I like them all, but my favorites were black sesame and bamboo charcoal versions.
Di Wei’s 3 meat platter
Since mooncakes and three dishes of fish weren’t exactly fulfilling enough to our collective stomachs, we ordered Di Wei’s three meat platter as extra (small – RM40++, medium – RM60++, big – RM80++).
The BBQ pork (chasiu) was perhaps not the best I’ve had, but the roast duck very good, and roast pork turned out to be really excellent.
So if you’re into mooncakes, Di Wei offers some excellent choices, and for good quality fish in some non traditional cooking style, this is also a place you should check out.
L1, F20 & F21
Empire Hotel, Jalan SS16/1,
Subang Jaya, Selangor Darul Ehsan
GPS: 3.082109, 101.582716
Tel: 03-5565 1228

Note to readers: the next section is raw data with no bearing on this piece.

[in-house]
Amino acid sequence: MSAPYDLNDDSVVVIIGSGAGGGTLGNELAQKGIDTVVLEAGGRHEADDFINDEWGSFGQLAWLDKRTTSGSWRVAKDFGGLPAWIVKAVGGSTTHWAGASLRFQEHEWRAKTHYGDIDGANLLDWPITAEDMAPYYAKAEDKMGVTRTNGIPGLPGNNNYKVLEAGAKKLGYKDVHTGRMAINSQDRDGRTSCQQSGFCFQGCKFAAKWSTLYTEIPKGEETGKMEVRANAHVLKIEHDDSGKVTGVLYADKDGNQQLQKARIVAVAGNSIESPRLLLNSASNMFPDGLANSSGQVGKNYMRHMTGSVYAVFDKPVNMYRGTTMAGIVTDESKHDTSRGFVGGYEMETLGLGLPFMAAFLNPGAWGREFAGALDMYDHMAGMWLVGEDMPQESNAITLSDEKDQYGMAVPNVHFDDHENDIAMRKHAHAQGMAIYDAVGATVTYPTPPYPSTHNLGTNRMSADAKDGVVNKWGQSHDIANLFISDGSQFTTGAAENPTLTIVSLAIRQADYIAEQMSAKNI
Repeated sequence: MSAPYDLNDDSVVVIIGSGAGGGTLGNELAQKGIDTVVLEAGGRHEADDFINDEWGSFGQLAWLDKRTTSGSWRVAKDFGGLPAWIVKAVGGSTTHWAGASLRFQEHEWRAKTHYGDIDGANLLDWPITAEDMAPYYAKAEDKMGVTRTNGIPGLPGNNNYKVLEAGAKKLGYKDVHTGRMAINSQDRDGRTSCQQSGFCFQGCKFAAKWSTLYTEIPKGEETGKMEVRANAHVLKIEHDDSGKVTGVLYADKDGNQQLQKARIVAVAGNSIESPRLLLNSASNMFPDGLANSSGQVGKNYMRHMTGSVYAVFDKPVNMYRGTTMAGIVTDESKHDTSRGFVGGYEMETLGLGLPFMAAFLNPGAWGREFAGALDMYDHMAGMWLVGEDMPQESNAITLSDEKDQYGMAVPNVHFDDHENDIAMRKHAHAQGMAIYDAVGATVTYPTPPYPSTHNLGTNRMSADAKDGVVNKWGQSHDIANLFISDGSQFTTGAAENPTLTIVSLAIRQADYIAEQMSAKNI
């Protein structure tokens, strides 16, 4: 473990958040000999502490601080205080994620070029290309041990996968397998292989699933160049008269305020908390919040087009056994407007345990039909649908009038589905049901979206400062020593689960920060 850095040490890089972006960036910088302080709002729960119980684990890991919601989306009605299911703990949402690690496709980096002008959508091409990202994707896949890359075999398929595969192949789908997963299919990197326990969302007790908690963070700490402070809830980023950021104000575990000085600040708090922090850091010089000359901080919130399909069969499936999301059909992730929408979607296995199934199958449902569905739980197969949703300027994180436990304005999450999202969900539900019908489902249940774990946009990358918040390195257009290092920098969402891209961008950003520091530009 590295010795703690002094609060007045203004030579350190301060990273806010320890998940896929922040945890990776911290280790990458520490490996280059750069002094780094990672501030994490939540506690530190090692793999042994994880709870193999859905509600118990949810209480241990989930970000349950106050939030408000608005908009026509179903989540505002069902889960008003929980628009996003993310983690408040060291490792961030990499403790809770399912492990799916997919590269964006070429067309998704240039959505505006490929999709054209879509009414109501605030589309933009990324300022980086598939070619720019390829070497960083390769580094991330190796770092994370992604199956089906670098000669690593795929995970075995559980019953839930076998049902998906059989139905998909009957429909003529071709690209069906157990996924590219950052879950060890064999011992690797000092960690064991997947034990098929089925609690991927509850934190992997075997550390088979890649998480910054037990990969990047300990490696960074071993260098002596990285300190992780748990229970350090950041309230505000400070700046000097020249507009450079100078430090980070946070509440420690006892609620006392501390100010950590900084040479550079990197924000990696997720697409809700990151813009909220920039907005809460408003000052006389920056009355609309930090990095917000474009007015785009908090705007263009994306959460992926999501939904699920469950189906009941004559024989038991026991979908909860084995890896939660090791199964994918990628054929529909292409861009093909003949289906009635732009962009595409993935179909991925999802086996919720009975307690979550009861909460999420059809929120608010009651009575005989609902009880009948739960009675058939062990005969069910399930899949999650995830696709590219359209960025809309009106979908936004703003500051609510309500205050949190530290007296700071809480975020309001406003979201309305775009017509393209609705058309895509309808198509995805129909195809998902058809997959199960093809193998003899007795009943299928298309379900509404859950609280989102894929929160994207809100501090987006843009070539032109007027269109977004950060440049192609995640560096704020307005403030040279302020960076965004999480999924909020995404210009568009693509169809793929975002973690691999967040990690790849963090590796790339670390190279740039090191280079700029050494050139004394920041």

Tonkatsu remains to be one of the latest Japanese foods to be introduced in Malaysia. For those who aren’t familiar with this Japanese dish, it is basically a breaded, deep-fried pork cutlet served with shredded cabbage. In fact, this dish is originated in Japan in the 19th century, so even in Japan it isn’t a particularly old dish.
Tonkatsu at Ma Maison, at One Utama shopping mall
My first time trying tonkatsu was at the version by Wa Kitchen at Pavilion, then probably the first and only tonkatsu restaurant in Malaysia in 2011.
Fast forward a few years later, we have another worthy contender in the tonkatsu landscape – Tonkatsu by Ma Maison. We tried to 1 Utama branch (they just opened another branch at Publika) after hearing good things about this place.
so this is how you use those condiments